God and Mammon

by wjw on December 6, 2013

SeaLife DC1400More notes from my trip to Indonesia, demonstrating I hope that I was actually paying attention to more than just the fish.

Indonesia has more Muslims than any country in the world, but the part of Northeast Sulawesi I visited was strongly Christian, something I hadn’t known until I got there.  Even the smaller villages have a church, built in the highly individual local style.  These are “Protestant” churches, though whether they resemble Protestantism as practiced in the States is more than I can say.  I suspect they’re all sorts of Protestantism mashed together, along with a lot of native traditions.

The larger villages also have a mosque, generally of a smaller size than their churches.

Relations between the religions are cordial, which is not the case elsewhere on the island.

In the cities I also saw Catholic churches, which look like modern Catholic churches anywhere, and various other Protestant sects, especially the Adventists, who build big modernist churches very like their churches in the States.

One of the local attractions is what I call “the Flying Jesus of Manado,” built in imitation of the Christ that overlooks Rio de Janeiro.  This rather Mannerist style is typical for the region, by the way, and secular statues also demonstrate this sort of tension, motion, and lack of classical ideas of balance.


In Manado, the largest city in the district, there is also a Buddhist temple and “another temple for Chinese people,” though my informant didn’t know what kind.  I imagine Taoist.

One of our dive guides, I was told, earns $180 per month, which isn’t a lot even for Sulawesi, particularly if you’ve got a growing family.  The rest is earned out of tips, which makes it hard during the months when there aren’t a lot of visitors.  They could earn more if they worked on live-aboard dive boats, but then they’d barely see their families.

I spent a week on the small island of Siladen, with a population of maybe 300 people.  Of these, 100 work at the resort, 100 are children, and I’m guessing the others either fish or work for the government.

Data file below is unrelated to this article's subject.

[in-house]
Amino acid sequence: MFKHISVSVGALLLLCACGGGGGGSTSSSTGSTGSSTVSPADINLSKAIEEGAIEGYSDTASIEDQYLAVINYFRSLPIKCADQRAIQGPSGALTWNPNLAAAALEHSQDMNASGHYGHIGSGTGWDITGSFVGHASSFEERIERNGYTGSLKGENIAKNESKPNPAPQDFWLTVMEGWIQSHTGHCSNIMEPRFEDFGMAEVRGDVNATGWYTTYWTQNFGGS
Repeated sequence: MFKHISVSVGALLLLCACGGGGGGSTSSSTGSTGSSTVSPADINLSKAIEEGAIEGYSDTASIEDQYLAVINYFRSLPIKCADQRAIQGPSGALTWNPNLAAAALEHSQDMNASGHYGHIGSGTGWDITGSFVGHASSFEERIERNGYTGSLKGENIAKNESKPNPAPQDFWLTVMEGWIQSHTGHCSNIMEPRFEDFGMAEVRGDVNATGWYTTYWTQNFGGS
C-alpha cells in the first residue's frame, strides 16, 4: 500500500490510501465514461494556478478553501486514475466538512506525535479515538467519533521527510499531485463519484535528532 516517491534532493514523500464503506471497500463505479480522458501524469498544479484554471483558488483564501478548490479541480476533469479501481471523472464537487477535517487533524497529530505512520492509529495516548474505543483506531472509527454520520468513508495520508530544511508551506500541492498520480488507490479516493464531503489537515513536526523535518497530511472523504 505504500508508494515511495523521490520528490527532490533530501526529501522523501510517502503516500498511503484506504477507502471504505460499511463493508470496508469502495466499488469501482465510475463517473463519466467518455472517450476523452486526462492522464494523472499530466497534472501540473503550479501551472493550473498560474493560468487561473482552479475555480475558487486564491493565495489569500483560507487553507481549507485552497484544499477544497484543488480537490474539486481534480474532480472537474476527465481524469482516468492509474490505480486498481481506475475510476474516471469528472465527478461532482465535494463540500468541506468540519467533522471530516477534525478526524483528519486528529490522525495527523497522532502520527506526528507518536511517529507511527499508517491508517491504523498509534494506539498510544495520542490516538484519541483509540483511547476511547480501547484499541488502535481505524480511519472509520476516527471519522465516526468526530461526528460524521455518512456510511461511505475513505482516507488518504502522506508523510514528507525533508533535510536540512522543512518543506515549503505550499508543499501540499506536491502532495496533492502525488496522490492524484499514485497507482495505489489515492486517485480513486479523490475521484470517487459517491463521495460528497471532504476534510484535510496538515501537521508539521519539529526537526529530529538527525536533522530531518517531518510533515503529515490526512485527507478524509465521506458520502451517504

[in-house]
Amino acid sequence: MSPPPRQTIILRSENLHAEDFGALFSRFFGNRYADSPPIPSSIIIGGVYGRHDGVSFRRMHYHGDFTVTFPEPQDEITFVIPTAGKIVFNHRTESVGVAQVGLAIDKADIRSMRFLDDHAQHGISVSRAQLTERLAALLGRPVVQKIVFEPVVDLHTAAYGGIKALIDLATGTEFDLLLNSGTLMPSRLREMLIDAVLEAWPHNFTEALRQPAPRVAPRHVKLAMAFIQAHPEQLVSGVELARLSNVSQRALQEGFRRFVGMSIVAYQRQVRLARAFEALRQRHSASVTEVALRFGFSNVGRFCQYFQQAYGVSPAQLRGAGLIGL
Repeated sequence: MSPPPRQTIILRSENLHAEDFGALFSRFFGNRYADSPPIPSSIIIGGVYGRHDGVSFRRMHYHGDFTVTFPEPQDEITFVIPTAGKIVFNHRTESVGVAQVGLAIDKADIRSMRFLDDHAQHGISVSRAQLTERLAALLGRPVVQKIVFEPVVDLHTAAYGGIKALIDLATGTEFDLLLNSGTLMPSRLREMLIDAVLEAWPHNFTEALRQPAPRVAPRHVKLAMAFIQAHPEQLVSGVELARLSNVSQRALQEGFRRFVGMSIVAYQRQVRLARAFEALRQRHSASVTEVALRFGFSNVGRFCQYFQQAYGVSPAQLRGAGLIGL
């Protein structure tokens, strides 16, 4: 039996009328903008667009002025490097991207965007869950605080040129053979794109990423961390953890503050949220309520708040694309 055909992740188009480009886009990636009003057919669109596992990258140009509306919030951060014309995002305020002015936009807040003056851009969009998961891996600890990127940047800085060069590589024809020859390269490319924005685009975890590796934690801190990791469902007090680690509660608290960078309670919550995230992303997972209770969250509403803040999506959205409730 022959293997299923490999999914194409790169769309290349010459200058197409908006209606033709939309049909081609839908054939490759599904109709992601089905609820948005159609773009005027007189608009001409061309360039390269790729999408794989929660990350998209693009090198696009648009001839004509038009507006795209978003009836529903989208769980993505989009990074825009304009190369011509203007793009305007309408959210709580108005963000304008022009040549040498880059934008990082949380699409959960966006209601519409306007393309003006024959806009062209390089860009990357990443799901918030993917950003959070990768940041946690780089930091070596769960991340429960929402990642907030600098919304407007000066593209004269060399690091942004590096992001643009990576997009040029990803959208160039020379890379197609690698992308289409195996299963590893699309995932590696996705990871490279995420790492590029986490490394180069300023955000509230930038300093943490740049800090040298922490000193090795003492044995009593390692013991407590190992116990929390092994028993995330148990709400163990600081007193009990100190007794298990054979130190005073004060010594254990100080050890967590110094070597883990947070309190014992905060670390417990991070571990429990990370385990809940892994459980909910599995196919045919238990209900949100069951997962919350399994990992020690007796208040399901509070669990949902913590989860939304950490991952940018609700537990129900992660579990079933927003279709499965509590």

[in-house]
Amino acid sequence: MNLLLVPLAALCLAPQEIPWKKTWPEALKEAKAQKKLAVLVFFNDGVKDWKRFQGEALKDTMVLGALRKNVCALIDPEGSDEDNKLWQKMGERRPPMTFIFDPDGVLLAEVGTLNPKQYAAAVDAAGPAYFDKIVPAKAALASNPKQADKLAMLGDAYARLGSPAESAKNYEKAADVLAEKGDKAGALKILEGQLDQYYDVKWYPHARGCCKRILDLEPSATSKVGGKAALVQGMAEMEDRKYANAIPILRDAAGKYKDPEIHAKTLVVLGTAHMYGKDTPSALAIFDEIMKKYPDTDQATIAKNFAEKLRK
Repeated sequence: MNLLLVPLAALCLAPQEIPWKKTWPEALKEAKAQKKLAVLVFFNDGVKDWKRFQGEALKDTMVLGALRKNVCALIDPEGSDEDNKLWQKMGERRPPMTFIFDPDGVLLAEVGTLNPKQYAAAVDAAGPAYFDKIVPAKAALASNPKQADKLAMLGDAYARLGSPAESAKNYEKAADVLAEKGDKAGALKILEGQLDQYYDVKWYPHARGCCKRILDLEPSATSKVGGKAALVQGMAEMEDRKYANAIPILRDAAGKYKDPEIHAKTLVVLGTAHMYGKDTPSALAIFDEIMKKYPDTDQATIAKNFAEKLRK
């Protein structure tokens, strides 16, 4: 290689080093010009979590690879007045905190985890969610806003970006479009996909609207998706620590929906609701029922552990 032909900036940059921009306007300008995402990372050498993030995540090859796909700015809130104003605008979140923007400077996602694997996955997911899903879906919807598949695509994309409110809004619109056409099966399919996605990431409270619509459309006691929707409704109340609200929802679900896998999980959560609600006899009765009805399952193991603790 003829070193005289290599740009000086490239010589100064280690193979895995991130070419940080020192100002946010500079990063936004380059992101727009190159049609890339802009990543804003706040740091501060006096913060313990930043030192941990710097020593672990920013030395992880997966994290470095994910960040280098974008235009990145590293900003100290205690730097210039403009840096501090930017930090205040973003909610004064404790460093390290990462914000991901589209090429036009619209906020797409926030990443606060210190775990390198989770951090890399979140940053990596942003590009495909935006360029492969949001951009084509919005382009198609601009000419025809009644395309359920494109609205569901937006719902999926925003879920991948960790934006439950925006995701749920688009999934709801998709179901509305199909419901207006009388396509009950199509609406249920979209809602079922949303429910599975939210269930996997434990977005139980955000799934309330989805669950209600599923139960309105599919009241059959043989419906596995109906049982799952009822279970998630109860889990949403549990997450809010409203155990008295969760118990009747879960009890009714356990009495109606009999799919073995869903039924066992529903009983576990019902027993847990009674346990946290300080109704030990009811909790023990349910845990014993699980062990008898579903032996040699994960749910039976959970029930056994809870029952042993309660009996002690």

There is also an industry that makes concrete blocks out of the local sand, which makes it relatively cheap to buy a house.  A basic concrete block house and the land it stands upon can be had for $1000— though the beachfront land is worth less and less as the ocean waters rise.

On the mainland, near Bitung, a pre-fabricated wood house can be had for $14,000, and you can put it together yourself.  This would be spacious, of two stories, with two rooms on each floor and broad verandas, a necessity in the equatorial climate.  These houses were quite attractive— I drove through a whole development of them, large and small, just waiting for someone to come along and buy them.  (Compare with Singapore, where an apartment can be had for $13,000,000.  It’s not surprising that most Singaporeans live in government housing.)

Cars are expensive in Sulawesi, though that doesn’t seem to relieve the traffic jams.  Motorcycles are within reach of much of the population, though, and are lovingly tended.

The area around Bitung and the Minahasa Highlands is agricultural, and between the climate and the rich volcanic soil they bring in three crops per year.  Most of the farms are small, many are terraced and on the sides of hills.  They grow a lot of rice, which is entirely exported, none being consumed locally.  It mostly goes to China, and is traded for the sort of cheap consumer crap found everywhere.  The local market is full of lovely fresh vegetables and fruit, all grown locally, as well as local delicacies such as bat, rat,  and dog.  (I’ve always heard of rat-on-a-stick, but I’d never actually seen one before.)  I think I was supposed to be shocked, but I probably disappointed my interlocutors.  The animals on display may not have been shocking, but they were damned unattractive.  If someone prepared me a nice, fragrant, attractive dish of bat, I might just eat it; but what I saw was neither attractive nor fragrant.

I saw a fair amount of poverty, but I saw no despair.  People retain hope for the future.  The cities are bustling, and the crops lie thick in the fields.

Mangoes were just coming into season.  And they were tasty.

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